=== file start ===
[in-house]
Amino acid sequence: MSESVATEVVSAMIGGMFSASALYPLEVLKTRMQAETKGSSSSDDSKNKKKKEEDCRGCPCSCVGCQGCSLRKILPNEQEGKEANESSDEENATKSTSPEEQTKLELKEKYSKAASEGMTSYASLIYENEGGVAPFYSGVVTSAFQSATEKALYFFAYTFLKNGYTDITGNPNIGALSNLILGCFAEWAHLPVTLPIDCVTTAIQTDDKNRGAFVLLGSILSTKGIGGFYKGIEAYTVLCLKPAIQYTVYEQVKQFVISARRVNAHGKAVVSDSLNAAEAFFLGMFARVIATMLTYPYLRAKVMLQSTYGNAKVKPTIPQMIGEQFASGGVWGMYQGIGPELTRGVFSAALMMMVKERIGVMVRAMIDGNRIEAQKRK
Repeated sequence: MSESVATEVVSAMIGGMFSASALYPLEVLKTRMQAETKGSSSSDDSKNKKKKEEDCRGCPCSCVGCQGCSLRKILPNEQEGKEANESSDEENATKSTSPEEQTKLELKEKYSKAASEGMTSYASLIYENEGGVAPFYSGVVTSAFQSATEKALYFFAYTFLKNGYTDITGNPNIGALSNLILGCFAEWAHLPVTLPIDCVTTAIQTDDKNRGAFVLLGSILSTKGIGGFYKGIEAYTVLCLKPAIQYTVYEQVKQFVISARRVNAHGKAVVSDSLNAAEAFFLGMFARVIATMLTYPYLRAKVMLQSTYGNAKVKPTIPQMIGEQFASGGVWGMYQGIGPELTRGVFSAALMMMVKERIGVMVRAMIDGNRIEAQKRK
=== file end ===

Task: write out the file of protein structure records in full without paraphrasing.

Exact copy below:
[in-house]
Amino acid sequence: MSESVATEVVSAMIGGMFSASALYPLEVLKTRMQAETKGSSSSDDSKNKKKKEEDCRGCPCSCVGCQGCSLRKILPNEQEGKEANESSDEENATKSTSPEEQTKLELKEKYSKAASEGMTSYASLIYENEGGVAPFYSGVVTSAFQSATEKALYFFAYTFLKNGYTDITGNPNIGALSNLILGCFAEWAHLPVTLPIDCVTTAIQTDDKNRGAFVLLGSILSTKGIGGFYKGIEAYTVLCLKPAIQYTVYEQVKQFVISARRVNAHGKAVVSDSLNAAEAFFLGMFARVIATMLTYPYLRAKVMLQSTYGNAKVKPTIPQMIGEQFASGGVWGMYQGIGPELTRGVFSAALMMMVKERIGVMVRAMIDGNRIEAQKRK
Repeated sequence: MSESVATEVVSAMIGGMFSASALYPLEVLKTRMQAETKGSSSSDDSKNKKKKEEDCRGCPCSCVGCQGCSLRKILPNEQEGKEANESSDEENATKSTSPEEQTKLELKEKYSKAASEGMTSYASLIYENEGGVAPFYSGVVTSAFQSATEKALYFFAYTFLKNGYTDITGNPNIGALSNLILGCFAEWAHLPVTLPIDCVTTAIQTDDKNRGAFVLLGSILSTKGIGGFYKGIEAYTVLCLKPAIQYTVYEQVKQFVISARRVNAHGKAVVSDSLNAAEAFFLGMFARVIATMLTYPYLRAKVMLQSTYGNAKVKPTIPQMIGEQFASGGVWGMYQGIGPELTRGVFSAALMMMVKERIGVMVRAMIDGNRIEAQKRK